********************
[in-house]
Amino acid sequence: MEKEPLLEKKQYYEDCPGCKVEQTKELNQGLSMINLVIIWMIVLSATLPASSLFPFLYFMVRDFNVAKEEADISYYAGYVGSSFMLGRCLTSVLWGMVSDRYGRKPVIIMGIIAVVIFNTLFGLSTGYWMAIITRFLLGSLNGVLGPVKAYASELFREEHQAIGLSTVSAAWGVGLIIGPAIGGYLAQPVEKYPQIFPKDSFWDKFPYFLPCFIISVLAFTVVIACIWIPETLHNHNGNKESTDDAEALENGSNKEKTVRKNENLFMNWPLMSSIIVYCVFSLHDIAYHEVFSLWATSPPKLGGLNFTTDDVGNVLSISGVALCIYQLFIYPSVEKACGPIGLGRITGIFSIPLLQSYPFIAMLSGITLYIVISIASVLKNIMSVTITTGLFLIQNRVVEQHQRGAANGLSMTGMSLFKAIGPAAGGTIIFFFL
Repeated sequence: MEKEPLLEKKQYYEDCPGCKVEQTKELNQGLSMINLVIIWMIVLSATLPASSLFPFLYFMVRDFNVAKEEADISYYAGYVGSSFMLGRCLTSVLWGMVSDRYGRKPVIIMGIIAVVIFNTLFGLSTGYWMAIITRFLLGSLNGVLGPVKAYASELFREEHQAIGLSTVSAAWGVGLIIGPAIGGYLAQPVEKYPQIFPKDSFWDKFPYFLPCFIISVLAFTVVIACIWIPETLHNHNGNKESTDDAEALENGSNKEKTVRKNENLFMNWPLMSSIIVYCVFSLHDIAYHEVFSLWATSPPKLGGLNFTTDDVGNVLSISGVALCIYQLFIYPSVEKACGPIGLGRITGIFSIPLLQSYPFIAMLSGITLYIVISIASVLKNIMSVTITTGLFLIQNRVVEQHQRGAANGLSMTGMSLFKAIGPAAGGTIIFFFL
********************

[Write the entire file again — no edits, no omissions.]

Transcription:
[in-house]
Amino acid sequence: MEKEPLLEKKQYYEDCPGCKVEQTKELNQGLSMINLVIIWMIVLSATLPASSLFPFLYFMVRDFNVAKEEADISYYAGYVGSSFMLGRCLTSVLWGMVSDRYGRKPVIIMGIIAVVIFNTLFGLSTGYWMAIITRFLLGSLNGVLGPVKAYASELFREEHQAIGLSTVSAAWGVGLIIGPAIGGYLAQPVEKYPQIFPKDSFWDKFPYFLPCFIISVLAFTVVIACIWIPETLHNHNGNKESTDDAEALENGSNKEKTVRKNENLFMNWPLMSSIIVYCVFSLHDIAYHEVFSLWATSPPKLGGLNFTTDDVGNVLSISGVALCIYQLFIYPSVEKACGPIGLGRITGIFSIPLLQSYPFIAMLSGITLYIVISIASVLKNIMSVTITTGLFLIQNRVVEQHQRGAANGLSMTGMSLFKAIGPAAGGTIIFFFL
Repeated sequence: MEKEPLLEKKQYYEDCPGCKVEQTKELNQGLSMINLVIIWMIVLSATLPASSLFPFLYFMVRDFNVAKEEADISYYAGYVGSSFMLGRCLTSVLWGMVSDRYGRKPVIIMGIIAVVIFNTLFGLSTGYWMAIITRFLLGSLNGVLGPVKAYASELFREEHQAIGLSTVSAAWGVGLIIGPAIGGYLAQPVEKYPQIFPKDSFWDKFPYFLPCFIISVLAFTVVIACIWIPETLHNHNGNKESTDDAEALENGSNKEKTVRKNENLFMNWPLMSSIIVYCVFSLHDIAYHEVFSLWATSPPKLGGLNFTTDDVGNVLSISGVALCIYQLFIYPSVEKACGPIGLGRITGIFSIPLLQSYPFIAMLSGITLYIVISIASVLKNIMSVTITTGLFLIQNRVVEQHQRGAANGLSMTGMSLFKAIGPAAGGTIIFFFL